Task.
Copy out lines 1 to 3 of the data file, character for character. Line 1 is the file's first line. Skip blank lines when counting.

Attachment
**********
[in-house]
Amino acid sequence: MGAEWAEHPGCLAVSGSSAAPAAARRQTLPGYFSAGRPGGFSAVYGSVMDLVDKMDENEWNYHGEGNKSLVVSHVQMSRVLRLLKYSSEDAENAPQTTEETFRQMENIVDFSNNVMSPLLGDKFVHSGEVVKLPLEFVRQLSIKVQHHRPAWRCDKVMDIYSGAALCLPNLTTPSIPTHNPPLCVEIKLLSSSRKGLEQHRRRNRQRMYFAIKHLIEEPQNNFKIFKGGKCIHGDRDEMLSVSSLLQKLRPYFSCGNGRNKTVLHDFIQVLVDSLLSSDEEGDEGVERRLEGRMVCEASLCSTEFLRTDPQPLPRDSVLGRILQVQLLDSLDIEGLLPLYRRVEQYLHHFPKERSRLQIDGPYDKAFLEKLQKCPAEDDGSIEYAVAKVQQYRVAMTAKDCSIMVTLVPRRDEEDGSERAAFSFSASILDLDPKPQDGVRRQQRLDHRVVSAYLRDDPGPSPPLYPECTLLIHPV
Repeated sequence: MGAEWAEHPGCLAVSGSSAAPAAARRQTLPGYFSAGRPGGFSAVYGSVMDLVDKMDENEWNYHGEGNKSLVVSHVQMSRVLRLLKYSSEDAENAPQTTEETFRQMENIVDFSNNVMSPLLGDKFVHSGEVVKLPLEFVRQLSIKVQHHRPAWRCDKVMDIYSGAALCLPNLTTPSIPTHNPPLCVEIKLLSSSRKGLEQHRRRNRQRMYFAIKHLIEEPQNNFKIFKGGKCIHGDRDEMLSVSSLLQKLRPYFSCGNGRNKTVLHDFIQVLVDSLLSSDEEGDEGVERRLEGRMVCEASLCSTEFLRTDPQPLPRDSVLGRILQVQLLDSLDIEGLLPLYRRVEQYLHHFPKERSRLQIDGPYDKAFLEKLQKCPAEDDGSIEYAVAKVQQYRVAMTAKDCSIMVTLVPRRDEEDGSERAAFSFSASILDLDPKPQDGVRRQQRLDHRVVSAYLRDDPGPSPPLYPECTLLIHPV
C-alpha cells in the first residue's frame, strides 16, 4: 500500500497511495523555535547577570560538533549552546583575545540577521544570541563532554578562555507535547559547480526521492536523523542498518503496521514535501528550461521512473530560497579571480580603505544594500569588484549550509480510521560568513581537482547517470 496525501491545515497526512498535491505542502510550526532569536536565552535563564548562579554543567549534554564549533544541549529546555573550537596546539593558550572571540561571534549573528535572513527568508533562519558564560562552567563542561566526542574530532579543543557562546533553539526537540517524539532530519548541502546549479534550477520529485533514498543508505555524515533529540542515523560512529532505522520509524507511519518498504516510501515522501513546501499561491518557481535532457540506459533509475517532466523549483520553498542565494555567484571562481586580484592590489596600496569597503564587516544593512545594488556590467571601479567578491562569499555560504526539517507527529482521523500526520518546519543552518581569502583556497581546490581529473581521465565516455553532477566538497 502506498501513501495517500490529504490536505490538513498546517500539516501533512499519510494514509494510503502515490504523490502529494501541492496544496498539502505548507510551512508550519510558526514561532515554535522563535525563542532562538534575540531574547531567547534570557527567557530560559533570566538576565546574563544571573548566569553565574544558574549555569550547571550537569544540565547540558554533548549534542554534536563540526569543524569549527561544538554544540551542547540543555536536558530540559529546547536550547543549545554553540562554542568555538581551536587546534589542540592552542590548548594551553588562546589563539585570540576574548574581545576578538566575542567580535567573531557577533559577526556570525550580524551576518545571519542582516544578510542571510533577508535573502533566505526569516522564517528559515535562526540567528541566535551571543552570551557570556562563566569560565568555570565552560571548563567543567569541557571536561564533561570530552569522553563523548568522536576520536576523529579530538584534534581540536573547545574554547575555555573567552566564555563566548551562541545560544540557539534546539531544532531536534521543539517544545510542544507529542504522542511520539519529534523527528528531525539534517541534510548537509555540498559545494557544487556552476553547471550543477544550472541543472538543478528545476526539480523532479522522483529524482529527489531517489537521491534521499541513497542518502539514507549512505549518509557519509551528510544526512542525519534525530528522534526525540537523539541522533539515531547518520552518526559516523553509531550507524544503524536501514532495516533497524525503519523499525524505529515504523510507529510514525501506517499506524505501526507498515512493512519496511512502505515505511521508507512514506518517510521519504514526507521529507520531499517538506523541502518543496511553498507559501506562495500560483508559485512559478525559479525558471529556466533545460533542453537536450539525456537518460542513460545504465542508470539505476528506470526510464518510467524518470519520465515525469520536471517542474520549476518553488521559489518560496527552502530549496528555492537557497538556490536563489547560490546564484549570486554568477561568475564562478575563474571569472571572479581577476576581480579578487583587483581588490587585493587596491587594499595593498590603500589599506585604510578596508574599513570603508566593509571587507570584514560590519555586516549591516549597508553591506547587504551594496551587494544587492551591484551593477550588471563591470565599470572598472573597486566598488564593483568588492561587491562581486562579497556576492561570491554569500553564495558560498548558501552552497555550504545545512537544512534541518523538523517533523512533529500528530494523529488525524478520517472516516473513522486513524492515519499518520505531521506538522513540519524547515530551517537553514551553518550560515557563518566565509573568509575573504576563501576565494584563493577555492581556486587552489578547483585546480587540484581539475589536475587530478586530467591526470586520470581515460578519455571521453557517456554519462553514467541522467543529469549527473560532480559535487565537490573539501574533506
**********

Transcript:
[in-house]
Amino acid sequence: MGAEWAEHPGCLAVSGSSAAPAAARRQTLPGYFSAGRPGGFSAVYGSVMDLVDKMDENEWNYHGEGNKSLVVSHVQMSRVLRLLKYSSEDAENAPQTTEETFRQMENIVDFSNNVMSPLLGDKFVHSGEVVKLPLEFVRQLSIKVQHHRPAWRCDKVMDIYSGAALCLPNLTTPSIPTHNPPLCVEIKLLSSSRKGLEQHRRRNRQRMYFAIKHLIEEPQNNFKIFKGGKCIHGDRDEMLSVSSLLQKLRPYFSCGNGRNKTVLHDFIQVLVDSLLSSDEEGDEGVERRLEGRMVCEASLCSTEFLRTDPQPLPRDSVLGRILQVQLLDSLDIEGLLPLYRRVEQYLHHFPKERSRLQIDGPYDKAFLEKLQKCPAEDDGSIEYAVAKVQQYRVAMTAKDCSIMVTLVPRRDEEDGSERAAFSFSASILDLDPKPQDGVRRQQRLDHRVVSAYLRDDPGPSPPLYPECTLLIHPV
Repeated sequence: MGAEWAEHPGCLAVSGSSAAPAAARRQTLPGYFSAGRPGGFSAVYGSVMDLVDKMDENEWNYHGEGNKSLVVSHVQMSRVLRLLKYSSEDAENAPQTTEETFRQMENIVDFSNNVMSPLLGDKFVHSGEVVKLPLEFVRQLSIKVQHHRPAWRCDKVMDIYSGAALCLPNLTTPSIPTHNPPLCVEIKLLSSSRKGLEQHRRRNRQRMYFAIKHLIEEPQNNFKIFKGGKCIHGDRDEMLSVSSLLQKLRPYFSCGNGRNKTVLHDFIQVLVDSLLSSDEEGDEGVERRLEGRMVCEASLCSTEFLRTDPQPLPRDSVLGRILQVQLLDSLDIEGLLPLYRRVEQYLHHFPKERSRLQIDGPYDKAFLEKLQKCPAEDDGSIEYAVAKVQQYRVAMTAKDCSIMVTLVPRRDEEDGSERAAFSFSASILDLDPKPQDGVRRQQRLDHRVVSAYLRDDPGPSPPLYPECTLLIHPV